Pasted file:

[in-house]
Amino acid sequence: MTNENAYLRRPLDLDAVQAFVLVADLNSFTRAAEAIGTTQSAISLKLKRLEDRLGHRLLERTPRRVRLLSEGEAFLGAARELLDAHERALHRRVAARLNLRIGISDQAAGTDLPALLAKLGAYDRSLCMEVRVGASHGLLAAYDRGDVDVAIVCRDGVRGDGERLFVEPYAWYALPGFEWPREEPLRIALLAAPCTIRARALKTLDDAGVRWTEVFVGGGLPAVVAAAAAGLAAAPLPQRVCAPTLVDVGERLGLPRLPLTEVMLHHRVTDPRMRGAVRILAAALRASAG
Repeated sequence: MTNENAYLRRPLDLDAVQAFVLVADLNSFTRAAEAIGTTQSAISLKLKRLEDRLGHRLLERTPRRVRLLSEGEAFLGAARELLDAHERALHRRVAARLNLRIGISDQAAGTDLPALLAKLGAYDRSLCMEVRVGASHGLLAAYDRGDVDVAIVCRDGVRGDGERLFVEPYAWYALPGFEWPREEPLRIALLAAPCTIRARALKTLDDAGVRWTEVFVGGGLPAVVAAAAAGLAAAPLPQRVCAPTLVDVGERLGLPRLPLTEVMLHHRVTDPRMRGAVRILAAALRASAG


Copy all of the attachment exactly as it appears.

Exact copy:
[in-house]
Amino acid sequence: MTNENAYLRRPLDLDAVQAFVLVADLNSFTRAAEAIGTTQSAISLKLKRLEDRLGHRLLERTPRRVRLLSEGEAFLGAARELLDAHERALHRRVAARLNLRIGISDQAAGTDLPALLAKLGAYDRSLCMEVRVGASHGLLAAYDRGDVDVAIVCRDGVRGDGERLFVEPYAWYALPGFEWPREEPLRIALLAAPCTIRARALKTLDDAGVRWTEVFVGGGLPAVVAAAAAGLAAAPLPQRVCAPTLVDVGERLGLPRLPLTEVMLHHRVTDPRMRGAVRILAAALRASAG
Repeated sequence: MTNENAYLRRPLDLDAVQAFVLVADLNSFTRAAEAIGTTQSAISLKLKRLEDRLGHRLLERTPRRVRLLSEGEAFLGAARELLDAHERALHRRVAARLNLRIGISDQAAGTDLPALLAKLGAYDRSLCMEVRVGASHGLLAAYDRGDVDVAIVCRDGVRGDGERLFVEPYAWYALPGFEWPREEPLRIALLAAPCTIRARALKTLDDAGVRWTEVFVGGGLPAVVAAAAAGLAAAPLPQRVCAPTLVDVGERLGLPRLPLTEVMLHHRVTDPRMRGAVRILAAALRASAG